Kathy Zeisel, a senior supervising attorney with the Children’s Law Center, wishes staff could just give clients the easy-to-read infographics created by DC Health—the ones that explain side effects and the ones that explain what vaccinated people can do—but they seem to be only in English.
“We’re not medical providers,” Zeisel says. “We’re not going to talk to them about the vaccine. We just want to give them reliable information. And, if we can’t give it to them in their language, that’s a problem.”
She also wants the vaccine portal to affirmatively state that immigrants are welcome to get vaccinated and people working vaccine sites will not require documentation despite the portal currently stating “you must bring verification to your appointment.”
Veronica Hernandez, the program supervisor with Mary’s Center, finds most patients she’s helped apply for public benefits don’t even know about vaccinate.dc.gov until she tells them. “They’re not receiving that information,” she says. “So I think the agencies are not doing a good job in terms of reaching out or providing our communities that information. People that are not connected to a health care facility, they don’t even know what’s going on. It’s very sad.”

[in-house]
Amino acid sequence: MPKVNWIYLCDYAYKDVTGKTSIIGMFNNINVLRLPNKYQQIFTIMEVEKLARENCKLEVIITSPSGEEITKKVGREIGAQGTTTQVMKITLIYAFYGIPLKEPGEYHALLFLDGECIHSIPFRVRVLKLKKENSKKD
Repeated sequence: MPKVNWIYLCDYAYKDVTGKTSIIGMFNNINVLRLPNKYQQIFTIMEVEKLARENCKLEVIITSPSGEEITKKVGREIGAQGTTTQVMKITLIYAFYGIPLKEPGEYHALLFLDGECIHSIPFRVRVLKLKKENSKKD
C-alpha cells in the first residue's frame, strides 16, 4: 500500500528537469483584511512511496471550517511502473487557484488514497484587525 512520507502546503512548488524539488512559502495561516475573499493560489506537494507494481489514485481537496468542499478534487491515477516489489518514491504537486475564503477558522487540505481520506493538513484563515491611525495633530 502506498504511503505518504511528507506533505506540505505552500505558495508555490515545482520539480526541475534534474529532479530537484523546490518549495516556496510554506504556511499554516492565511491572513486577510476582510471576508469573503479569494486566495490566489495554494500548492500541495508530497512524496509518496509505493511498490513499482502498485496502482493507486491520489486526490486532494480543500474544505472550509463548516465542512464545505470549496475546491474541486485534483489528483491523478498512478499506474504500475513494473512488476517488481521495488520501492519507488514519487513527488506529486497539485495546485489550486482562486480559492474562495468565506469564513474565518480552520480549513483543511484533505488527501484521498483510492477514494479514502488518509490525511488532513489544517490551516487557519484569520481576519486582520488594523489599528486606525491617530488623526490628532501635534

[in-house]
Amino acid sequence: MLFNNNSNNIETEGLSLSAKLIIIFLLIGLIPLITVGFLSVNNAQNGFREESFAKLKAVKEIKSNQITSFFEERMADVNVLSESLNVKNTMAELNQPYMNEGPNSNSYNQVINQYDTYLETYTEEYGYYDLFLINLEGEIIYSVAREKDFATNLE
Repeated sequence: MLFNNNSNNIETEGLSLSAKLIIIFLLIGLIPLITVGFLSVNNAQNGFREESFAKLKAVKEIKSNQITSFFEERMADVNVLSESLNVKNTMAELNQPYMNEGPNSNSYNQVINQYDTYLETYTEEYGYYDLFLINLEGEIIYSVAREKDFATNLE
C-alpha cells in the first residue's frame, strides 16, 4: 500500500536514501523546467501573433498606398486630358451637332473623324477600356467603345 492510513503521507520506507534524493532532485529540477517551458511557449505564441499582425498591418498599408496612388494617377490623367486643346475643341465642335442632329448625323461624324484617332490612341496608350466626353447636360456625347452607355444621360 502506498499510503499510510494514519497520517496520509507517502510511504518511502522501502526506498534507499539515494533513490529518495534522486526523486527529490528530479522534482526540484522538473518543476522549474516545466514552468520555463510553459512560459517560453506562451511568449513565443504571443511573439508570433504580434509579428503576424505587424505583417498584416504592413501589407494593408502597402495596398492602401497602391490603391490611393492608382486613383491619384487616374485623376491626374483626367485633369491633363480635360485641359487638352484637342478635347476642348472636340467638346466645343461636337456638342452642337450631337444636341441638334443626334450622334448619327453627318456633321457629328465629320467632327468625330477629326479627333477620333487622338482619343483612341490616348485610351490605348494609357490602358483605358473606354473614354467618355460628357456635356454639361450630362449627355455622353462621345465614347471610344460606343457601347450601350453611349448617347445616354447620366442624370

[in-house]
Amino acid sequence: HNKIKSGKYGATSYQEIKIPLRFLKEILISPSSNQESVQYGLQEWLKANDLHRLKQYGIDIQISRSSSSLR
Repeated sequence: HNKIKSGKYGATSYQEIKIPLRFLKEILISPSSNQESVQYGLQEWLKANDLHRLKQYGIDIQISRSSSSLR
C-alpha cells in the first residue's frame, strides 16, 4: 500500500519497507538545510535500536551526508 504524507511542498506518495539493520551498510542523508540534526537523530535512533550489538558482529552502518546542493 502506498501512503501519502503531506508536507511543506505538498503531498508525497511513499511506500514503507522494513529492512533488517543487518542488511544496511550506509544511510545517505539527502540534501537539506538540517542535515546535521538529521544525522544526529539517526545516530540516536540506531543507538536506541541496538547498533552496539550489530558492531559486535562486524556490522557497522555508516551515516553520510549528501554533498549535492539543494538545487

Her small team, whose primary work is to enroll people in a health plan or cash or food assistance programs, has walked about 10 people, step-by-step, through the pre-registration process. Hernandez believes they would have pre-registered more individuals if the Latinx community had more information about the vaccine’s efficacy and safety. “Our communities are the ones that are going out of their houses to get something to put on the table,” she says. “Those are the people who don’t have that information, and they’re putting their families at risk.”
Members of the D.C. Language Access Coalition noticed early in the pandemic that health guidance and restrictions were not always provided in commonly spoken languages. The lack of vaccine translations is the latest example of the Language Access Act not being enforced.
Bread for the City’s Allison Miles-Lee, a member of the coalition, helped ANC1A file the complaints with the Office of Human Rights. But even if the office finds an agency is noncompliant following an investigation, the act has no teeth. “The Language Access Act is not really enforceable,” Miles-Lee says. “The only thing we have is like public shaming and guilting people into doing the right thing.”